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News & Noteworthy

Police Probe Now A Federal Matter
 

MERIDEN - The U.S. Department of Justice has joined the investigation into whether police brutality was covered up to protect the police chief's son, Officer Evan Cossette.

FBI agents were at police headquarters on West Main Street Thursday, looking for records related to three complaints of excessive force against Cossette, according to City Manager Lawrence J. Kendzior.

U.S. Attorney for Connecticut Krishna Patel also notified the lawyer for three men who have filed notices of intent to sue the city over the alleged brutality that the FBI would be involved in the investigation. The men claim Cossette used excessive force while they were in his custody.

"I was asked if my clients would come voluntarily or, if not, would I accept a faxed subpoena to appear before a grand jury?" said the lawyer, Sally Roberts of New Britain. "I replied that my clients were more than willing to speak with the FBI."

"This doesn't happen every day in Meriden," Kendzior said about the FBI's presence and the possible grand jury. "It's unfortunate that whatever events transpired have produced this result. This city will certainly cooperate and make sure there is a complete understanding of what transpired and what actions by the city might be appropriate."

New Haven State's Attorney Michael Dearington has also asked state police to probe allegations related to the brutality allegations, while the city this week hired Hartford attorney Thomas V. Daily to conduct an independent investigation.

Dearington said he agreed to pursue the matter after viewing a holding cell video showing Evan Cossette pushing arrestee Pedro Temich into the cell, causing him to fall backward and hit his head on a concrete bench, knocking him unconscious.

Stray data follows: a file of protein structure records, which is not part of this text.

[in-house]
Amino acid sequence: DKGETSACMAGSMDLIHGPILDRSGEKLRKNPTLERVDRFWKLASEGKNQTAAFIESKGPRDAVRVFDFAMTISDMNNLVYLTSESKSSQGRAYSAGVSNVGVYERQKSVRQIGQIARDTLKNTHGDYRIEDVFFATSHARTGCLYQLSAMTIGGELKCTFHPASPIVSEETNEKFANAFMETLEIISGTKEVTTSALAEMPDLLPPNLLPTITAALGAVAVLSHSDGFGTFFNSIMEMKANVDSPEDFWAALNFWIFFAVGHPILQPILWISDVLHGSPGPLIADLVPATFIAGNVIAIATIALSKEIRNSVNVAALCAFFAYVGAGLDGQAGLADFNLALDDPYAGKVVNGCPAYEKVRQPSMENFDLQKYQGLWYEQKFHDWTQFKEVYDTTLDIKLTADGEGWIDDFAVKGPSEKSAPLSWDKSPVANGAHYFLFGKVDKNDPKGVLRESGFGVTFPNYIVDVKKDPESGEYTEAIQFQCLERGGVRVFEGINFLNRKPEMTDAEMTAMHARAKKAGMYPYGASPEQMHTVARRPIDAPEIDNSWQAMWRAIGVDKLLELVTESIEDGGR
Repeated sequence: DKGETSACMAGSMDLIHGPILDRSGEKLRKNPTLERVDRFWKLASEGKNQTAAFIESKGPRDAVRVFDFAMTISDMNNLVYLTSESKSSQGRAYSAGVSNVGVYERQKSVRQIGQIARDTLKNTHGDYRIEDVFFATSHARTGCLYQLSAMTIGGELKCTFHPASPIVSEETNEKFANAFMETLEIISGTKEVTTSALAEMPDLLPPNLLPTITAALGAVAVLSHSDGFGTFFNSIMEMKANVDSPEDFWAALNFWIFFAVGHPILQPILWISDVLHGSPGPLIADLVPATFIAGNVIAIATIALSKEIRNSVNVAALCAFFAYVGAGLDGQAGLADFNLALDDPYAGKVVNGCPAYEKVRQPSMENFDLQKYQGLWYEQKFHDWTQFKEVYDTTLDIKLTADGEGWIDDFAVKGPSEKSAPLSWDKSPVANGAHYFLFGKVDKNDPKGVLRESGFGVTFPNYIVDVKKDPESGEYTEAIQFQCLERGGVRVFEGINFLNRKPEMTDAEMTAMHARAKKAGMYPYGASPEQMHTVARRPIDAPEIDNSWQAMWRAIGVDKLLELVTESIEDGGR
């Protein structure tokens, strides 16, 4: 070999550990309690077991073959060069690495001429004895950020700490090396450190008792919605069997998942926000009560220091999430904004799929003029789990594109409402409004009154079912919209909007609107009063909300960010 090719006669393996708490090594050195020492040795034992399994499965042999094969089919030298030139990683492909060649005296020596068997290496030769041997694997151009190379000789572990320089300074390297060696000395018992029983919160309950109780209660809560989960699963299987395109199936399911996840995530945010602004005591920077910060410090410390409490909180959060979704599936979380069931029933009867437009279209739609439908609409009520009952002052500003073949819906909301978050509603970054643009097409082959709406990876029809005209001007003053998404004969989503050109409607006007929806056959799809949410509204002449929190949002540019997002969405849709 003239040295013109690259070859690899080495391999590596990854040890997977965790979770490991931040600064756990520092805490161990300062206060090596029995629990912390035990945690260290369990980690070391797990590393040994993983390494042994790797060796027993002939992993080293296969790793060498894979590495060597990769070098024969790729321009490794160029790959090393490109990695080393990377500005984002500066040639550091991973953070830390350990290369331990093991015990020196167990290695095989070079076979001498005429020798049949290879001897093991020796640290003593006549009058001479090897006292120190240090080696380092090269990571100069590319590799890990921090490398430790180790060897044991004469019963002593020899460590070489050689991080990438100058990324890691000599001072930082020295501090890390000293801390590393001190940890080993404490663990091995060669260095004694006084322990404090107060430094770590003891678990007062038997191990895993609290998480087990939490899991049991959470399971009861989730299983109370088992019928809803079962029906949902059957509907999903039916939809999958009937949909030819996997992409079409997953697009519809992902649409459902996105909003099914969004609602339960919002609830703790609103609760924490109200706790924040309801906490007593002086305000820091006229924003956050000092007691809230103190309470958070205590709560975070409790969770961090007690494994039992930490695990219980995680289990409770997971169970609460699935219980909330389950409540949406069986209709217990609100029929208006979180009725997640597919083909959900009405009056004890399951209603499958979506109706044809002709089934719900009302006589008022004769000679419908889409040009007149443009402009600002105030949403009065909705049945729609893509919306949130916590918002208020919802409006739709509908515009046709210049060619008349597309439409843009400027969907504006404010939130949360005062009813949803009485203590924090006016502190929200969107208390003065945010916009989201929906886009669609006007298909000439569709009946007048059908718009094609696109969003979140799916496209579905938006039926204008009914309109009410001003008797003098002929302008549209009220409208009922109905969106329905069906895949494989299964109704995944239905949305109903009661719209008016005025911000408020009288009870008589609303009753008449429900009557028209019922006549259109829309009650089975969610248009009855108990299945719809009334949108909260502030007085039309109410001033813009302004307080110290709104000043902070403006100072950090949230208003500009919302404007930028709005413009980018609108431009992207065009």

Cossette was given a letter of reprimand by Deputy Chief Timothy Topulos and ordered to receive more training.

Two more men, Robert Methvin and Joseph Bryans, filed excessive-force complaints against Evan Cossette less than a year after the Temich incident. Cossette was cleared in both cases following internal affairs investigations.

Police Chief Jeffry Cossette and Topulos have said Evan Cossette was not disciplined more severely in the Temich case because it was his first violation and they were following the department's progressive discipline policies.

"I encourage and welcome any state or federal audit of the practices and policies of the Meriden Police Department," Cossette said Thursday, adding that the department is nationally accredited and its policies adhere to those guidelines.

The city asked Dearington to review the matter after receiving a complaint from officers Brian Sullivan and Donald Huston alleging that Evan Cossette received preferential treatment during the internal affairs process because he is the chief's son.

The Justice Department gets called in to such cases when there are allegations of civil rights violations, said New Haven attorney John Williams.

The FBI has been conducting a long-running investigation over allegations of brutality and racial profiling in East Haven, said Williams, who represents clients in the matter, and a grand jury was convened.

"I have the impression the same thing is going to happen in Meriden," Williams said. "A grand jury is a way of compelling people to testify."

Williams said some of the officers called to testify in the case could face possible civil charges of civil rights violations for failure to report or intervene in matters of police brutality. Theoretically, failure to take action is also a violation of sworn duty and could subject them to disciplinary action, although that rarely occurs, Williams said.

The grand jury normally consists of 16 to 23 members and would hear evidence to determine whether there is probable cause to believe an individual has committed a crime and should be put on trial. Grand jury proceedings are closed to the public.

Police officers or other witnesses could invoke their Fifth Amendment right against self-incrimination, but a federal judge can grant them immunity and force them to testify. This is commonly done in cases involving police departments, terrorism, gangs and mob activity, Williams said.

Lt. Patrick Gaynor, the Meriden police union president, said the federal agents are entitled to investigate and that local officers "will cooperate."

He added that investigations in high-profile cases, such as the Rodney King incident in Los Angeles, can "expose deficiencies in training and monitoring," and lead to "national change of policy."

Staff Writer Adam Wittenberg contributed to this story.

 


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